El Nabli: I gain personal fulfillment from educating and helping others, and from the time I joined Clubhouse, I discovered that this was a platform where I was able to do that and feel a personal connection with others. I soon established myself on Clubhouse as “The Clubhouse Dietitian” through building strong and trusted relationships with other users, moderating conversations surrounding nutrition and health three to five times daily, being particular about providing evidence-based information, and creating the first Club founded by a registered dietitian nutritionist, which became “Ask the Dietitian.” Becoming recognized as “The Clubhouse Dietitian” is truly an honor and one that I don’t take lightly.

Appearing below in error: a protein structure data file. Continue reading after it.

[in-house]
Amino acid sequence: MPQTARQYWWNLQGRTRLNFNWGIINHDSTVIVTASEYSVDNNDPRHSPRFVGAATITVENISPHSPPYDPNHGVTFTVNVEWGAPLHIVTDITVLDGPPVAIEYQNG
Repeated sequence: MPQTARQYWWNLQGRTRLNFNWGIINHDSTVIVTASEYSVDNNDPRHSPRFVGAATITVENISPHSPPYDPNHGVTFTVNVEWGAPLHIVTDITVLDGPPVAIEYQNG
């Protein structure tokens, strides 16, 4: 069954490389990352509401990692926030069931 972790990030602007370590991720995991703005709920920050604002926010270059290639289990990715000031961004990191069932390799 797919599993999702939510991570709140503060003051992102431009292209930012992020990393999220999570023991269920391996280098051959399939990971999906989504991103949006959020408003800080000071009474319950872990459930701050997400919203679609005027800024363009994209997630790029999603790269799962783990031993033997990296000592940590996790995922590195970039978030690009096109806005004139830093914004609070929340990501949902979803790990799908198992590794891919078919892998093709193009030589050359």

RDL: What was your purpose and goal of creating “Ask the Dietitian.”

El Nabli: I created “Ask the Dietitian” to provide “a space where science and the art of healthy living coexist.” When I first joined Clubhouse, there were no registered dietitian–led clubs, so I decided to create a safe space to build and support a community for dietitians and expert health professionals, but also share evidence-based tips and knowledge to help individuals improve their overall nutrition, health, and longevity. When the club formed, discussions flourished around nutrition and gut health, brain/cognitive health, physical fitness, and human behavior. Topics developed further into meal planning, eating healthfully on a budget, mindfulness, balanced recipes, and healthful lifestyle habits. The range of topics, conversations, and unique user perspectives keeps growing.

RDL: How can RDs find out about the various food and nutrition conversations happening at any given time on the app? Are there certain clubs, weekly chat rooms, or people they should follow?